Knowledge Base/Engine Yard Cloud Documentation/Customize

Load Test Your Environment Using em-proxy

Engine Yard
posted this on February 16, 2012 10:02 AM

With em-proxy, a proxy built with eventmachine, you can send some real traffic to your Engine Yard Cloud environment for load testing. This allows you to test your application’s performance prior to migrating giving you peace of mind that things will perform great once you do migrate. It will also allow you to compare your New Relic stats and make any needed adjustments.

WARNING! Because you will be sending real traffic to Engine Yard Cloud using this technique, you need to be absolutely sure to disable things like email and billing in your application while you test. You do not want to be double billing or spamming your users.

Thoughbot did a great blogpost on their experience using this benchmarking technique. Additionally you can read Igvita’s post on the topic as well.

Using this example configuration, requests returning from Engine Yard Cloud will be dropped at the proxy. This will make your testing completely transparent to your end users.

Configuration and installation

You perform the proxy setup and configuration on your current production servers. It resides between your load balancer and your web server. As a few adjustments will need to be made, we’ll describe those in detail in a moment.

Install the gem and create your configuration file

sudo gem install em-proxy --no-ri --no-rdoc 

Create a proxy.rb file to the root users home directory.

Update Nginx

Since em-proxy will be running on port 80, nginx will have to run on port 8080. Change your nginx vhost listening on port 80 to port 8080, then restart nginx using /etc/init.d/nginx restart command.

Start the proxy

Start the proxy up on one server at a time, if you run into issues along the way it will be much easier to back out any changes.

Run the proxy.rb inside of a screen session.

$ screen 
$ ruby proxy.rb

To detach from the screen session simply hit ctrl+a+d and you will detach.

To later resume the screen session:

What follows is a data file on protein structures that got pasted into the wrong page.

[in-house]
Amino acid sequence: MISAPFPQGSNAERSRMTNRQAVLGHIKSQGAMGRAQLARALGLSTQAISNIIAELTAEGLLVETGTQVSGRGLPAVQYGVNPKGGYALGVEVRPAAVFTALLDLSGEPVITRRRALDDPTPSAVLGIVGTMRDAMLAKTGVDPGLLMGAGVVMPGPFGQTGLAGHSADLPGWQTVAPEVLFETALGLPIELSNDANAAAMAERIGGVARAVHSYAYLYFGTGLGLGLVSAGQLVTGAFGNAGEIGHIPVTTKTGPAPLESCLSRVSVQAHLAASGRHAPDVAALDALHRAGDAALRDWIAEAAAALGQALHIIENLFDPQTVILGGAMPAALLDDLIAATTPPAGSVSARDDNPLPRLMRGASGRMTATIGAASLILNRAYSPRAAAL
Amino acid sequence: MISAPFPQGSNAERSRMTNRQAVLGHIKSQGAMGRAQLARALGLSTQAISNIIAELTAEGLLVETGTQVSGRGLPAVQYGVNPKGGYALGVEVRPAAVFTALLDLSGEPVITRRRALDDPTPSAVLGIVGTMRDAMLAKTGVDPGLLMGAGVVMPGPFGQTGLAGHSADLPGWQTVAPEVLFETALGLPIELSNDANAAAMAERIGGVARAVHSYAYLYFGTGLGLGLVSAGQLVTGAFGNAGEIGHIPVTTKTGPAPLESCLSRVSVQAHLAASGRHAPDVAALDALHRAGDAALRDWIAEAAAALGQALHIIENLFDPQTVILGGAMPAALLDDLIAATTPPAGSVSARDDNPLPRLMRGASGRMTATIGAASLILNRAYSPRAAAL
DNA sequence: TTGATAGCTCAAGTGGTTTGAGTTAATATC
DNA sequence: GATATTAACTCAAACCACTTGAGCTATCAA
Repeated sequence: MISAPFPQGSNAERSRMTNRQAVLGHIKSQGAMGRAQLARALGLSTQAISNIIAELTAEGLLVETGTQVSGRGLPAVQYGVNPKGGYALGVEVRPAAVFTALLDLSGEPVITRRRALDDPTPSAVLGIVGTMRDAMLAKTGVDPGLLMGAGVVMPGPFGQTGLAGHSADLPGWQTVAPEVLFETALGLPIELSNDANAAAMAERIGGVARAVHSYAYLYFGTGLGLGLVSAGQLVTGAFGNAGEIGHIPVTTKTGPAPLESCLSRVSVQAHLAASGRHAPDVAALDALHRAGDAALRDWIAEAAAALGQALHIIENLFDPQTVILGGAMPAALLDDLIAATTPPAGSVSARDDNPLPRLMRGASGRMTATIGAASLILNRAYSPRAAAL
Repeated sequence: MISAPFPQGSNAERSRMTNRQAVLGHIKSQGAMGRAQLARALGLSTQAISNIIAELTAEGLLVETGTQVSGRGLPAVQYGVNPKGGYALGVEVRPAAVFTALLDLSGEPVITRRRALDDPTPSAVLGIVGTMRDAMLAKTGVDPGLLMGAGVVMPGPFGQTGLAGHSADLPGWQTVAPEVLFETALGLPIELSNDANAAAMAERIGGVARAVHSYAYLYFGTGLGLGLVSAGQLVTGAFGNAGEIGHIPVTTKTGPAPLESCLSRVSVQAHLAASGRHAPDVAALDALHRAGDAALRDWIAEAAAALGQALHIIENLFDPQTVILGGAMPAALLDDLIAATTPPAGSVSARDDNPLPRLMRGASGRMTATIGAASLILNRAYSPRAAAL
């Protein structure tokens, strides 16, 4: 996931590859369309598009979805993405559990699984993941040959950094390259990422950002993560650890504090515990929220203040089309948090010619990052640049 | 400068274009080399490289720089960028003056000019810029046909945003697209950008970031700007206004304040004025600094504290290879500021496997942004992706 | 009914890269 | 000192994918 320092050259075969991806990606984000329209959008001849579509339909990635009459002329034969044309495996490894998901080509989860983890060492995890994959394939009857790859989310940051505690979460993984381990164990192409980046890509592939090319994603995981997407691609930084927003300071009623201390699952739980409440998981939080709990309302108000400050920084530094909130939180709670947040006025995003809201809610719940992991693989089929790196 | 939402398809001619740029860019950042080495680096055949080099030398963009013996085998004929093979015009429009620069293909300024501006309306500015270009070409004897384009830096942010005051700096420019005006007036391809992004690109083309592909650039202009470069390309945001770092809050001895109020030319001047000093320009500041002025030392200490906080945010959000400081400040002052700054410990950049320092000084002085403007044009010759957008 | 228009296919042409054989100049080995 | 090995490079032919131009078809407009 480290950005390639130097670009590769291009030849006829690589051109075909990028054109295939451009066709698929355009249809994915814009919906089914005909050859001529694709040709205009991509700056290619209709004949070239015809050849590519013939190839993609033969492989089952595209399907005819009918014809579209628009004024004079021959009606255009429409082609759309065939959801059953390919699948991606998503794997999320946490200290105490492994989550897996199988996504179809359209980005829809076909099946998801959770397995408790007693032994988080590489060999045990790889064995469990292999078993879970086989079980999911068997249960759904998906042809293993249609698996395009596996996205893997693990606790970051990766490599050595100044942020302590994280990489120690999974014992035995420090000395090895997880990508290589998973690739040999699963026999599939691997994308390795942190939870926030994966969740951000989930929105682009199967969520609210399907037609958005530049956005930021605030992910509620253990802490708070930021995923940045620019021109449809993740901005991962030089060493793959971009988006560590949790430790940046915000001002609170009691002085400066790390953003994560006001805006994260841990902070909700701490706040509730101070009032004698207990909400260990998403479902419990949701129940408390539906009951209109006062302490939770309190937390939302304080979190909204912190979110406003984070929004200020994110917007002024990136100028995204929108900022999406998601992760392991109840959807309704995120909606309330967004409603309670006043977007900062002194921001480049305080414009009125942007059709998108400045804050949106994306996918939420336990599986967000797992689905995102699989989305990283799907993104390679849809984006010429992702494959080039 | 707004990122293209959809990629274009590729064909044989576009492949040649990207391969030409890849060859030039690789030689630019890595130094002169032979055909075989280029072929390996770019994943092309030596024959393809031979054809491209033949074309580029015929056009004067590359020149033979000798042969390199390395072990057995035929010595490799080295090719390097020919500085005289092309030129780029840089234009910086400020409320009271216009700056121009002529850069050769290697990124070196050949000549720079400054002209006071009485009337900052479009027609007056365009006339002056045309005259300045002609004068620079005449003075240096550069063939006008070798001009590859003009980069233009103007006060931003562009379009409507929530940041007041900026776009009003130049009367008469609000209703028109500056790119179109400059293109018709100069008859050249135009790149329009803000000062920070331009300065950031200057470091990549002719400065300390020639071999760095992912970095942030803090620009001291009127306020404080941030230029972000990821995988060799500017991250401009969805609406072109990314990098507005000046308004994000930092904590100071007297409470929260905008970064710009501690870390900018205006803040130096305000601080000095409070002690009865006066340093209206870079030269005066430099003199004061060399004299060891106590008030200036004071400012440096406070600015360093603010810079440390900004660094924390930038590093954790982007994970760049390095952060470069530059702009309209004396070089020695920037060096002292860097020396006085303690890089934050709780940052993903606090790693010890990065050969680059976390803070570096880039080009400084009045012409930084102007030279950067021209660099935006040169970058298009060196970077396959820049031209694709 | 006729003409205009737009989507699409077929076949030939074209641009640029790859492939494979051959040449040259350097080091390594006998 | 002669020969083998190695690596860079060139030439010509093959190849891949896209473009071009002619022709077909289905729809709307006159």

$screen -x 

The proxy will start up and start taking traffic on port 80. It will proxy traffic to nginx, locally, on port 8080

Test the setup

Make sure you can curl your app and receive the response you expect.

$ curl -H host:yourhostname.com http://localhost 

Disable the proxy

To turn the proxy off

  1. Kill the Ruby process you fired up.
  2. Revert the nginx config changes so that your vhosts are listening on port 80 instead of port 8080.
  3. Restart Nginx using the command: /etc/init.d/nginx restart

Now you are back to your default configuration.

Example code

An example of proxy.rb

`#` proxy.rb 
require 'em-proxy'

Proxy.start(:host => "0.0.0.0", :port => 80) do |conn|
conn.server :production, :host => '127.0.0.1', :port => 8080
conn.server :ey_cloud, :host => '192.0.32.10', :port => 80
conn.on_data do |data|
data
end
conn.on_response do |server, resp|
resp if server == :production
end
end

Let’s step through this script and describe what it does.

  1. This starts the proxy up on port 80, and listens for any incoming requests.
    Proxy.start(:host => “0.0.0.0”, :port => 80) do |conn|
  2. This proxies the traffic to the servers you define. Your production server proxies locally to nginx and listens on port 8080. NOTE: Replace 192.0.32.10 with the IP of your Engine Yard Cloud environment.
    conn.server :production, :host => ‘127.0.0.1’, :port => 8080 
    conn.server :ey_cloud, :host => ‘192.0.32.10’, :port => 80
  3. This sends the response back to the user if the traffic came from the production server.
    conn.on_response do |server, resp| 
    resp if server == :production
    end

If you have feedback or questions about this page, add a comment below. If you need help, submit a ticket with Engine Yard Support.